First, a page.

Secondly, there are issues on which Lenin was wrong, and we tend to forget some of these for obvious reasons, when we look at the overall situation. Lenin wanted to focus on agricultural wage workers, and he thought the party should be sceptical about the regular peasants and focus most of its attention on these wage workers when it came to soviets in the villages. He thought the Bolsheviks should push for communal farming and these people should run it. Everyone else thought this was crazy, and there was something wrong with Lenin for suggesting it. And in this case the local people were right: this was not a viable policy in the short and medium run, and it eventually disappeared.
Thirdly, we get to the more constructive part. What was actually new in what Lenin brought for consideration? There were two new perspectives, which were adopted by the Bolsheviks. First, ‘steps toward socialism’. This was a metaphor Lenin used a lot, but it is not in the one-and-a-half-page canonical April theses, unfortunately. However, ‘steps toward socialism’ were at the heart of everything else he said during that month, and through the year really. He would say, ‘We want steps toward socialism’. In other words, we don’t want to introduce socialism, and anyone that said they did was wrong. I am still not quite sure what he meant by ‘introduce socialism’, and why it was so wrong, but he said it many, many times.
But we have to understand this metaphor as the key to understanding Lenin’s Bolshevism. What they thought was that they would set up a government based on worker-peasant power, and they would be on the path to socialism. They would be taking steps along that path – sometimes they might be forced into a detour, but what was essential is that they would be on the path. What that means is that class power was ‘digital’: it is either-or; but the question of socialist transformation is ‘analogue’: it is more or less. So we have gradual, more or less, measures of socialist transformation, while on the issue of class power it is all or nothing: either there is proletarian power or bourgeois power, according to the Bolsheviks’ way of viewing things.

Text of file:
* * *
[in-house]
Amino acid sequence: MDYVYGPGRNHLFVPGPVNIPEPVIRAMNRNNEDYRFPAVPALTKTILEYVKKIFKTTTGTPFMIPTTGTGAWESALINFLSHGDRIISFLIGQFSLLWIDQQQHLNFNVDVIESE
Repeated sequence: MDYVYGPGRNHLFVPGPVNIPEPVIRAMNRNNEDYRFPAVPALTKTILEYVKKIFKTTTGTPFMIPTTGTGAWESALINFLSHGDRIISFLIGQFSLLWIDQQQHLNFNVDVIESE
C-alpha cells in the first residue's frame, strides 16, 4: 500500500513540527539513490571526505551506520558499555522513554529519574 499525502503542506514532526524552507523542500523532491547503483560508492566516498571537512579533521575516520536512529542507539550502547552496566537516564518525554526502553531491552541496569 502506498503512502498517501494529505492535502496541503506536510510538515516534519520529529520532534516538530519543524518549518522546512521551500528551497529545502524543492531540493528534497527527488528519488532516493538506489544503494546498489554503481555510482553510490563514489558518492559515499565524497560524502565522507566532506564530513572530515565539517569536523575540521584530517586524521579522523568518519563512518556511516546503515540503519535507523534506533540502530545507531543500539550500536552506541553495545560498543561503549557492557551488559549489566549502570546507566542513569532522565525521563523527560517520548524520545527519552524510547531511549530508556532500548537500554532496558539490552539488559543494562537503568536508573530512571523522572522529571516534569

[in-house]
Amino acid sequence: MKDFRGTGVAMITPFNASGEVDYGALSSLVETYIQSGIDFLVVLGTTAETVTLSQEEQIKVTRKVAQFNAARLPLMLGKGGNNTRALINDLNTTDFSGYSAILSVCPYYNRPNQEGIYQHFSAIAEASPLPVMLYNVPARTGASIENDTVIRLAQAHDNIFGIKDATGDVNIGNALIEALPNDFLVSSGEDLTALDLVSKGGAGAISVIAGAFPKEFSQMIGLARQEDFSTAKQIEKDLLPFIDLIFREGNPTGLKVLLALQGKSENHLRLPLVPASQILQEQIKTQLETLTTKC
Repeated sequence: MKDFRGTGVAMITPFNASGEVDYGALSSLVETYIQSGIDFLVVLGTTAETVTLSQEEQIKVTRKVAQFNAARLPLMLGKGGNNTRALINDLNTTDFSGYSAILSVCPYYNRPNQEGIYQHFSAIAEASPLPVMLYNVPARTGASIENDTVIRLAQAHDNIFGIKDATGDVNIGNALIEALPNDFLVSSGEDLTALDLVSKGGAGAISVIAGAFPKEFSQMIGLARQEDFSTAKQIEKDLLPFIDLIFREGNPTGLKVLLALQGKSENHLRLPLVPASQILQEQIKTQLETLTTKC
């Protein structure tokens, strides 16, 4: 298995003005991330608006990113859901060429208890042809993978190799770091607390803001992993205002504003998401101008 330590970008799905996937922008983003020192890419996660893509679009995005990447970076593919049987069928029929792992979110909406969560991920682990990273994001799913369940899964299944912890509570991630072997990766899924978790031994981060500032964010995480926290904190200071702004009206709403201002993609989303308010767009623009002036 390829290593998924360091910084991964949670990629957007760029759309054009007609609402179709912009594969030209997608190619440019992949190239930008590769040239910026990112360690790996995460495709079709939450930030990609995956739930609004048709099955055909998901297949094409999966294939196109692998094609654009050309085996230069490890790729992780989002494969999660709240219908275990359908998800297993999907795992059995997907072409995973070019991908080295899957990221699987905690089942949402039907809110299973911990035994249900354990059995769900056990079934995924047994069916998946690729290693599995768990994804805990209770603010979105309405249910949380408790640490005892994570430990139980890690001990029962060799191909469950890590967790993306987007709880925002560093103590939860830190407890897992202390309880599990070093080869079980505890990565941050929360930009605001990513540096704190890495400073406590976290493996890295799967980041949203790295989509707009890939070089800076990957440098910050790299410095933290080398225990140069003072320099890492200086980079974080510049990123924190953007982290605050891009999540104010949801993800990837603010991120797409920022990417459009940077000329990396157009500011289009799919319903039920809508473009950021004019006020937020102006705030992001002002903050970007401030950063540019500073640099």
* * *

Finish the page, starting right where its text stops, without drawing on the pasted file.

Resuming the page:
So in 1917, to go back to ‘steps toward socialism’, Lenin had a fairly specific rationale for this. The place to see this is in an important pamphlet he wrote in September called The Threatening Catastrophe And How to Deal With It, which for some reason is not given enough attention.
The argument is this: there are policies that are needed to respond to the crisis, which have been drawn up not by the Bolsheviks, who are not economic experts, but rather experts in class politics, but by, for example, people in Germany, or by the old tsarist regime, or by the moderate socialists in Russia. Everyone knows what needs to be done, but it is not being done because the bourgeoisie is in power. Lenin stresses again and again that only – and he means it – only the question of class power is preventing this from happening. Therefore, even though these policies are not socialist, in order to get them done we will need to have worker-peasant vlast’. And, if worker-peasant power brings in policies such as regulation of the banks and so on, then they will be steps toward socialism because they are carried out by a popular democratic narodnaya vlast’ (people’s power).
It is an interesting argument and to a certain extent you can sum it up like this: ‘There are things that those now in power should be doing which they are not, but when we do them they will be steps toward socialism’. So it is not a question of a socialist revolution – Lenin is not saying he is going to do anything different or claiming that specifically socialist policies that no-one else wants are the way out of the crisis. The policies that everyone wants are the way out – but only a worker-peasant government will actually put the policies into effect.